Prosecutors used Rabin, similarly to how they used political consultant Tad Devine on Tuesday, to make it clear Manafort was the kind of boss who paid attention to detail. Both Rabin and Devine worked with Manafort over the past decade, in consulting work for the pro-Russia government of Ukraine.

"[Manafort] demanded a lot of people who worked for him," Rabin said. "He was thorough, he was strict."

FBI agent Mikuska was part of the team that executed the search warrant on Manafort's condo in Alexandria. During his testimony, more details were revealed about the search: the FBI did not have a "no-knock" warrant, as was previously reported by some outlets, allowing them to break into the property, Mikuska said. They knocked, and when they received no reply, they entered using a key.

Despite the tweetstorm President Trump was rustling up online, for the second day in a row so far, there was no mention of Russian interference in the courtroom.

There was, however, an interesting moment between the judge and attorneys, when Judge Ellis asked the prosecution to refrain from using the word "oligarch" to describe who was paying Manafort for his Ukrainian lobbying work.

The word, he said, has a negative connotation and could bias jurors. His request wasn't made in front of the jury.

"We're not going to have a case tried where [Manafort] is associated with despicable people, so he is despicable," Ellis said. "That's not the American way."

Prosecutors did, however, work again to paint Manafort as a man with expensive taste, who paid for things in unorthodox ways.

A parade of witnesses was brought to the stand — people who sold luxury cars, houses and expensive custom suits — and asked how Manafort paid for the items he bought. They all said international wire transfer, from banks abroad.

"He was the only one who did that," said Maximillian Katzman, of the luxury men's wear boutique Alan Couture.

The witnesses were also asked by prosecutors whether they ever dealt with Rick Gates, and all but one said no.

Thursday's testimony promises to be more of the same, with a number of bookkeepers, accountants and tax preparers scheduled to testify. Prosecutors said Wednesday, that because of the pace they're working on, they expect to close their case ahead of schedule next week.

Day 1

The trial's opening day, on Tuesday, was a blur: The jury was seated, both sides presented their opening statements and the government's first witness took the stand.

Judge T.S. Ellis III said before the trial began that he wanted the proceedings to wrap in three weeks or less, and Tuesday's proceedings lived up to the Alexandria, Va., courthouse's reputation as a "rocket docket."

Manafort's trial on bank and tax fraud charges is the first to stem from Mueller's investigation.

In its opening statement Tuesday, the government portrayed Manafort as a man who led a lavish lifestyle and held a disregard for American financial law.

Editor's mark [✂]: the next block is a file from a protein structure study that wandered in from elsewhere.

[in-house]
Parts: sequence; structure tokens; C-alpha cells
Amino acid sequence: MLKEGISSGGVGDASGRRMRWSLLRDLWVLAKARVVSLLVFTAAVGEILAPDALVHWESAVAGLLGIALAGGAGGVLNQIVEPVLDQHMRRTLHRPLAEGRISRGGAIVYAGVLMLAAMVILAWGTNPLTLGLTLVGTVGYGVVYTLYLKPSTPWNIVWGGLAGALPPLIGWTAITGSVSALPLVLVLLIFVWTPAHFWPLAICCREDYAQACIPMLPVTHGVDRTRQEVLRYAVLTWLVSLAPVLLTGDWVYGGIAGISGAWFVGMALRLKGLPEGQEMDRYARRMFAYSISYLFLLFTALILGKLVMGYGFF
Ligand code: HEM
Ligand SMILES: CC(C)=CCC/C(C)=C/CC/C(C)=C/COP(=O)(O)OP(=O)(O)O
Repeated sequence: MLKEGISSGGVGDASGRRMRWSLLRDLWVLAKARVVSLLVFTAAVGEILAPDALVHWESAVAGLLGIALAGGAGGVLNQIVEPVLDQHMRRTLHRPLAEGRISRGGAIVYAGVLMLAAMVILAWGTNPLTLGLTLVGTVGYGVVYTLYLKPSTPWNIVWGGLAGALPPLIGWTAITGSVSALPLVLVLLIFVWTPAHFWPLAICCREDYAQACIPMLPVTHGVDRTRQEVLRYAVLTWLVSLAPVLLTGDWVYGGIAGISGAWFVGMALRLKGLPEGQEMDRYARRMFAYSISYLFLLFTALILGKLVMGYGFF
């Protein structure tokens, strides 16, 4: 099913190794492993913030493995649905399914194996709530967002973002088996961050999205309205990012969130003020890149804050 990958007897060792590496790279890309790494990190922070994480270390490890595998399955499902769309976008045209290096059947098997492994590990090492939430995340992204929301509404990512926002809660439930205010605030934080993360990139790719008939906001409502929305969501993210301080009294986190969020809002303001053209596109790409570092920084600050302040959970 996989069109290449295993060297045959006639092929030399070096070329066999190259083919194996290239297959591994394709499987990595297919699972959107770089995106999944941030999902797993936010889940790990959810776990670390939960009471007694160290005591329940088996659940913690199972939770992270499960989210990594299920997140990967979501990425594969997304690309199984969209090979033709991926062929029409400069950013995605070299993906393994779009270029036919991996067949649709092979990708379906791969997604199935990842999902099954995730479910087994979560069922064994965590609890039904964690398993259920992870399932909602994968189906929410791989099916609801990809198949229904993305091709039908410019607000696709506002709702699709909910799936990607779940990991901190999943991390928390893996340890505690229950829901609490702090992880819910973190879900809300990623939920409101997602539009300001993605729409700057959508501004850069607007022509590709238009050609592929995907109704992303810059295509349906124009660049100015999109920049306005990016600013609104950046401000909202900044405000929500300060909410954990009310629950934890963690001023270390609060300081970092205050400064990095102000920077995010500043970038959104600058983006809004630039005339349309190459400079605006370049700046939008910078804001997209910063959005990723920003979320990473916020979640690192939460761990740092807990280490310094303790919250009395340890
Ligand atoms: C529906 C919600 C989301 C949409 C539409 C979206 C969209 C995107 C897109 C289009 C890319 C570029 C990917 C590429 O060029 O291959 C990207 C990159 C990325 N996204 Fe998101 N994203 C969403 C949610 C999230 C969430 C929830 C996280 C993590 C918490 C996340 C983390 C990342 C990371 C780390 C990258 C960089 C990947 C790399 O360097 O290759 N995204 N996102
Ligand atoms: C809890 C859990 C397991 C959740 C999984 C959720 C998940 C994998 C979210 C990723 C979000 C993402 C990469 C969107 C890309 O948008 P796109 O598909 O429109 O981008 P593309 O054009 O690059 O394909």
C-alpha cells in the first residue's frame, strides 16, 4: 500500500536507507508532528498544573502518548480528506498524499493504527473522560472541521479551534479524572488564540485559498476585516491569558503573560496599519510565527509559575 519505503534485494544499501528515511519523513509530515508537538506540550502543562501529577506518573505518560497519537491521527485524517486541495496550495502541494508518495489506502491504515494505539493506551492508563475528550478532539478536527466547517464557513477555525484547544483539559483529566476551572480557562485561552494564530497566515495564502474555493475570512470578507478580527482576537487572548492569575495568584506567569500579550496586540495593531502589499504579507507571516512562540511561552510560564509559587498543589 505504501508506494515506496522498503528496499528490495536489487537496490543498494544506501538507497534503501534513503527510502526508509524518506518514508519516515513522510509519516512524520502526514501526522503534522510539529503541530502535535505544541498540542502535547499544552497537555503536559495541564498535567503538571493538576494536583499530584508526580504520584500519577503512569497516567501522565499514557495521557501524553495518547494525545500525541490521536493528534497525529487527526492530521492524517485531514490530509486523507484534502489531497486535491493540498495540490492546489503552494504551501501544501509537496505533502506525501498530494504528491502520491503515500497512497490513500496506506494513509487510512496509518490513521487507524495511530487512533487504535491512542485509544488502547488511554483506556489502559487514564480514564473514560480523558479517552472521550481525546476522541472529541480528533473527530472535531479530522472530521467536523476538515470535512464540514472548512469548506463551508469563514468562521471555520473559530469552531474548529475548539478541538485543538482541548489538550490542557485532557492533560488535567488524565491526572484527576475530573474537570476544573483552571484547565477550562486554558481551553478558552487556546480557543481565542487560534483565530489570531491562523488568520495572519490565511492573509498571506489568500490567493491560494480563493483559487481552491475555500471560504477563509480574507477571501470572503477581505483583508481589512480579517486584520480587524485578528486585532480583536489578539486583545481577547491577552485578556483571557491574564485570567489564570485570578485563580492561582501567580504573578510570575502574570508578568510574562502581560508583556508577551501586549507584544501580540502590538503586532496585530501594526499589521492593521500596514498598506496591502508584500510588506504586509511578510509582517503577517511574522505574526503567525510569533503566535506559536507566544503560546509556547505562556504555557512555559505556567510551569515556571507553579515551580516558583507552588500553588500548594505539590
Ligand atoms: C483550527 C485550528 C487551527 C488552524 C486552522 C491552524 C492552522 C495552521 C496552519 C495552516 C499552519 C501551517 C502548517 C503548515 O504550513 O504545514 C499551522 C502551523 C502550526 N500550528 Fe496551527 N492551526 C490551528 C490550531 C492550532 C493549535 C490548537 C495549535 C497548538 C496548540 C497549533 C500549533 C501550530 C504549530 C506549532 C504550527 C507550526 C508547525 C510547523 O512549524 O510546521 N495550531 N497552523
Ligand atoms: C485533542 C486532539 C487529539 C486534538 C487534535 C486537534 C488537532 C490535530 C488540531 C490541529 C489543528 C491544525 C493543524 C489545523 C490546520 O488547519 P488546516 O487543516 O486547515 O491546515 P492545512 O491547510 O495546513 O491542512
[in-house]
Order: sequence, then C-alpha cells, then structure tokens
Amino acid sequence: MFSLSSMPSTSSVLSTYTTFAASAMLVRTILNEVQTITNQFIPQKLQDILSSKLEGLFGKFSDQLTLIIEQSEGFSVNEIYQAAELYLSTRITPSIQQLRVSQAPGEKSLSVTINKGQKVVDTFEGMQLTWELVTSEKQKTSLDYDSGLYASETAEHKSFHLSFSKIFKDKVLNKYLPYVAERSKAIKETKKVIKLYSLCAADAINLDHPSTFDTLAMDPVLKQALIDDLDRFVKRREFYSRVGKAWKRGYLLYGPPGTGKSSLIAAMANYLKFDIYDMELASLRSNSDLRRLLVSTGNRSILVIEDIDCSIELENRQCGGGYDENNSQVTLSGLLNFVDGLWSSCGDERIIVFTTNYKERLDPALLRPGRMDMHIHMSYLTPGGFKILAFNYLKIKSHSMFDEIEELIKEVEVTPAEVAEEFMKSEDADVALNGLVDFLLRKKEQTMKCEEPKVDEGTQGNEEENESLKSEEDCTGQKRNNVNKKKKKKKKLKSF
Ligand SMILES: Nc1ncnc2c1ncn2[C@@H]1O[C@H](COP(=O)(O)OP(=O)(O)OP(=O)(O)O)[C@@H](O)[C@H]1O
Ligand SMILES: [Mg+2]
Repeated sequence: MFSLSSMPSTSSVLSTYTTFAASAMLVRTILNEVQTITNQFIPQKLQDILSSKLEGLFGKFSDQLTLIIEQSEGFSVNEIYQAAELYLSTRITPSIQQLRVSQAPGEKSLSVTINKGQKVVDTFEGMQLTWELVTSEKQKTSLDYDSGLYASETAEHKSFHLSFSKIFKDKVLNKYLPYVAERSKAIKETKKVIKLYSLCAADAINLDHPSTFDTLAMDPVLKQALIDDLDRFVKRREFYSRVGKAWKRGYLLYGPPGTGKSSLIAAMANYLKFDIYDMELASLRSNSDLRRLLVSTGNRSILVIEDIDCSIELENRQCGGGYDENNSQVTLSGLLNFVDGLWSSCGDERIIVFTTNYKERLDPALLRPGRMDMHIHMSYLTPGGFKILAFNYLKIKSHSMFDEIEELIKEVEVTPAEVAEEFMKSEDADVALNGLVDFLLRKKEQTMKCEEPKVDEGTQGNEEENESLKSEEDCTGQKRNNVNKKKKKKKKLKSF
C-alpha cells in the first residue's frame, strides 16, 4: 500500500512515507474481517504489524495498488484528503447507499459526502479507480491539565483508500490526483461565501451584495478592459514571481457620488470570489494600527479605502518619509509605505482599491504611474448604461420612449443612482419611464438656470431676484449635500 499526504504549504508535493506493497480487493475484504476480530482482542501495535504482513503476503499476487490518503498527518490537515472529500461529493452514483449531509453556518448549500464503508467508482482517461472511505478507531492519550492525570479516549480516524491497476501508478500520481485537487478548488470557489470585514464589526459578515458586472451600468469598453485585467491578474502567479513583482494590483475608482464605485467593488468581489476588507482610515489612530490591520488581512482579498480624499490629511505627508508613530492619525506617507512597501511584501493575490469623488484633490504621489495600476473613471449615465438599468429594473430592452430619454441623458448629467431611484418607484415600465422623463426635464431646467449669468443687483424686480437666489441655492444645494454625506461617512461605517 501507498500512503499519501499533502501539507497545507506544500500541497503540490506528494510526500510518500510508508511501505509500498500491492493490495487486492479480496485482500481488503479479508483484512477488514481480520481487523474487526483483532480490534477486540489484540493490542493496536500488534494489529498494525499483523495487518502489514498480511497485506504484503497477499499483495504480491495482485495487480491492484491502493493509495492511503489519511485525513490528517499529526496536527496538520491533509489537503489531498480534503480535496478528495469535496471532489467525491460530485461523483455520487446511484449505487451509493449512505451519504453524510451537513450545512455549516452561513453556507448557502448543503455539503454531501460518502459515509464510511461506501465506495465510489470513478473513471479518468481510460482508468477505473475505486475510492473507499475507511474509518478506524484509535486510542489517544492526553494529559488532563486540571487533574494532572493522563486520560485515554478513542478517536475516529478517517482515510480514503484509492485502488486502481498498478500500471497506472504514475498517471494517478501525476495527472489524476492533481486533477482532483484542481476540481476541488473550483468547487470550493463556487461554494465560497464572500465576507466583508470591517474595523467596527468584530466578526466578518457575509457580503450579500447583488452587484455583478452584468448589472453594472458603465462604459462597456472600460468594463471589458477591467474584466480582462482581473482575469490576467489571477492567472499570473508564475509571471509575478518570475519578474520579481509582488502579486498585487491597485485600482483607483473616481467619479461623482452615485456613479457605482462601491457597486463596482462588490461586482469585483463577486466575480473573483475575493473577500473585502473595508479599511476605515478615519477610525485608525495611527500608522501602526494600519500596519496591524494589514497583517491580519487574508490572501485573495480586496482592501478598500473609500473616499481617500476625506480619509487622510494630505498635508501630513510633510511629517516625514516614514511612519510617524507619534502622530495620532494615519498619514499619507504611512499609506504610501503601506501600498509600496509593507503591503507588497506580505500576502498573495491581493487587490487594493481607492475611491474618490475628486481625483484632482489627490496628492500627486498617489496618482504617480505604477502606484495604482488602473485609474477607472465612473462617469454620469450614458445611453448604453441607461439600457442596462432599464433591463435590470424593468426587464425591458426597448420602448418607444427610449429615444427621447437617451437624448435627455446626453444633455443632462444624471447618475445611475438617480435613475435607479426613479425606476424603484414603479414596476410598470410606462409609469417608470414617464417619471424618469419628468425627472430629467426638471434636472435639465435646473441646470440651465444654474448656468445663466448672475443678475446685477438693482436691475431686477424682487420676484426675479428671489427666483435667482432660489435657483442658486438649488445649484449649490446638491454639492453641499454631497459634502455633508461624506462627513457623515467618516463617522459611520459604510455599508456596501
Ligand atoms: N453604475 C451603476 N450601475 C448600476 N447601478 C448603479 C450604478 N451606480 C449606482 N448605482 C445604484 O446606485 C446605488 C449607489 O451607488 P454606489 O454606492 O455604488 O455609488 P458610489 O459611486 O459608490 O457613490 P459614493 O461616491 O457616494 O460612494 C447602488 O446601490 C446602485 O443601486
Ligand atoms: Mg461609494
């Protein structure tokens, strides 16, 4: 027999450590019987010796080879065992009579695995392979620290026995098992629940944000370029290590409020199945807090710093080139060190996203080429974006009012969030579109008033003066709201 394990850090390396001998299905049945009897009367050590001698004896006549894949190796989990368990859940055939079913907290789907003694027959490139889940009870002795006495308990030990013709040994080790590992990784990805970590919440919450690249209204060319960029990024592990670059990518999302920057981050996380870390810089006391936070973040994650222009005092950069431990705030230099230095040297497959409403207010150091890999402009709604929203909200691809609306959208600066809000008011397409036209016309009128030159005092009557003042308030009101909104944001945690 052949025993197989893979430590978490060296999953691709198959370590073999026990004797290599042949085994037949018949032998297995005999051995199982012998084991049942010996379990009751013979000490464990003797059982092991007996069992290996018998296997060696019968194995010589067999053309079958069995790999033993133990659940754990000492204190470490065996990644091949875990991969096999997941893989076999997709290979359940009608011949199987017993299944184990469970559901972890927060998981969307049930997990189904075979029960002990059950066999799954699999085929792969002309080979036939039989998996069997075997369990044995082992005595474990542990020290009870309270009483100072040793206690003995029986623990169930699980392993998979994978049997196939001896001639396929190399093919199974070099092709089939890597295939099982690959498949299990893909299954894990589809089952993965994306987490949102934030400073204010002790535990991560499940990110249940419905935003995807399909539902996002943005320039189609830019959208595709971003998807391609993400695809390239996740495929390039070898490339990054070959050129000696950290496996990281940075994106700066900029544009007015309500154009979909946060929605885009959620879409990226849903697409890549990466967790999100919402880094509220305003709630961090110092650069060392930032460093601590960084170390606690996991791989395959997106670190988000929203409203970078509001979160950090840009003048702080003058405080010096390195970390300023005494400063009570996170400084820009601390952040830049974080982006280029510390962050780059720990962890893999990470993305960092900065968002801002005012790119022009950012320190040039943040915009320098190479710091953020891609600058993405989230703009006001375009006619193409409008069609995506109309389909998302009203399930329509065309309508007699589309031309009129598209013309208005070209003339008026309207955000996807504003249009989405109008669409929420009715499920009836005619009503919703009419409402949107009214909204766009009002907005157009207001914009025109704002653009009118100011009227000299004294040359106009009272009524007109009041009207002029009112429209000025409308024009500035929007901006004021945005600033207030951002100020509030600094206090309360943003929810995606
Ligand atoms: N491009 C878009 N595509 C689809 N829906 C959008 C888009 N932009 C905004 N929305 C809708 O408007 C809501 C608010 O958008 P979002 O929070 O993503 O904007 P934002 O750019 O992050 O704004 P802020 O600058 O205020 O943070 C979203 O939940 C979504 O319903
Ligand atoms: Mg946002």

Assistant U.S. Attorney Uzo Asonye said Manafort made tens of millions of dollars as a political consultant in Ukraine but used offshore shell companies and foreign bank accounts to avoid paying U.S. taxes on much of the money.

Manafort used the money he allegedly shielded from authorities to buy multi-million-dollar properties, antique rugs and luxury cars, Asonye said. In one case, Manafort even purchased a $15,000 jacket "made from an ostrich."

Asonye said Manafort didn't just lie to the Internal Revenue Service, he also lied to his own bookkeepers to avoid paying taxes and to banks in an effort to qualify for loans he wouldn't otherwise have been approved for.

"All of this was willful," Asonye said. "Paul Manafort knew about the law."

Manafort's lawyers presented a very different picture.

Defense attorney Thomas Zehnle focused much of his opening statement on the question of trust, particularly the trust that Manafort placed in his former right-hand man, Rick Gates.

Gates and Manafort worked closely together for years, including in Ukraine.

Gates was indicted the same time as Manafort and initially fought the charges. But hepleaded guilty in February and has been cooperating with the special counsel's office. He is expected to be the government's star witness.

Zehnle placed the blame for Manafort's current troubles on Gates' shoulders.

"We're primarily here because of one man — Rick Gates," Zehnle said.

He said Gates took advantage of his position overseeing day-to-day operations of Manafort's consulting firm. He accused him of embezzling millions of dollars and manipulating transactions to "line his own pockets."

Gates' guilty plea, in Zehnle's telling, is nothing more than an attempt by Gates to save his own skin.

The government's first witness on Tuesday was Tad Devine, a political consultant who has done work for the presidential campaigns of Bernie Sanders and Democratic nominees Al Gore and John Kerry. Devine also worked closely with Manafort on consulting work in Ukraine.

Under government questioning, Devine described Manafort as very much the hands-on boss in their Ukraine work, testifying that "Paul was in charge" of business operations.

Under cross-examination, Devine also portrayed Manafort as a skilled political operator and a hard worker.

"It was a tremendous amount of work, and I have to say, Paul worked harder than anyone," Devine said. "There were emails sometimes throughout the night."

In releasing the jurors on Tuesday, Ellis warned them against watching the news or talking to family about the case, even though there was sure to be "intense curiosity" about it. He also told them not to read, watch or listen to any news reports about the trial.

He urged them, in closing, to "keep an open mind."

Copyright 2023 NPR. To see more, visit https://www.npr.org.

Corrected: July 31, 2018 at 11:00 PM CDT
An earlier version of this story incorrectly called Sen. Bernie Sanders a Democrat. Although he caucuses with the Democrats and did run for the Democratic presidential nomination, he is an independent.
Miles Parks is a reporter on NPR's Washington Desk. He covers voting and elections, and also reports on breaking news.
Carrie Johnson is a justice correspondent for the Washington Desk.
Ryan Lucas covers the Justice Department for NPR.